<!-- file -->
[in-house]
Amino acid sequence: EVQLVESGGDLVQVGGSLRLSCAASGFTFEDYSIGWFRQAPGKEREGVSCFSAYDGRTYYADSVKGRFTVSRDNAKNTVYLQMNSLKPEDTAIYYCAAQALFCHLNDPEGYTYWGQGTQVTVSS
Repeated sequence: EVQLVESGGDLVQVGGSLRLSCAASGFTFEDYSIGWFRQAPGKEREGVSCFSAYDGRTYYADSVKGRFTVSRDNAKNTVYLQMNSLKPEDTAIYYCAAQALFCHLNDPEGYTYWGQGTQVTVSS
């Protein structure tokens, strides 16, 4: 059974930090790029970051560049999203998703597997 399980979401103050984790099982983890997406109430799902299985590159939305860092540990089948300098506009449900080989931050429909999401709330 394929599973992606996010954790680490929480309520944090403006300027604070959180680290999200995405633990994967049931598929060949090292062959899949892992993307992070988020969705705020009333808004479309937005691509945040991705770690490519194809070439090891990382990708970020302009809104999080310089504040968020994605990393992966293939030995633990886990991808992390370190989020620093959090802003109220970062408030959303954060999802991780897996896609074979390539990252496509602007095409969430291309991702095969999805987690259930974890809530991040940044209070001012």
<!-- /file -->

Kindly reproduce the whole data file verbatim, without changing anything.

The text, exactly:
[in-house]
Amino acid sequence: EVQLVESGGDLVQVGGSLRLSCAASGFTFEDYSIGWFRQAPGKEREGVSCFSAYDGRTYYADSVKGRFTVSRDNAKNTVYLQMNSLKPEDTAIYYCAAQALFCHLNDPEGYTYWGQGTQVTVSS
Repeated sequence: EVQLVESGGDLVQVGGSLRLSCAASGFTFEDYSIGWFRQAPGKEREGVSCFSAYDGRTYYADSVKGRFTVSRDNAKNTVYLQMNSLKPEDTAIYYCAAQALFCHLNDPEGYTYWGQGTQVTVSS
């Protein structure tokens, strides 16, 4: 059974930090790029970051560049999203998703597997 399980979401103050984790099982983890997406109430799902299985590159939305860092540990089948300098506009449900080989931050429909999401709330 394929599973992606996010954790680490929480309520944090403006300027604070959180680290999200995405633990994967049931598929060949090292062959899949892992993307992070988020969705705020009333808004479309937005691509945040991705770690490519194809070439090891990382990708970020302009809104999080310089504040968020994605990393992966293939030995633990886990991808992390370190989020620093959090802003109220970062408030959303954060999802991780897996896609074979390539990252496509602007095409969430291309991702095969999805987690259930974890809530991040940044209070001012």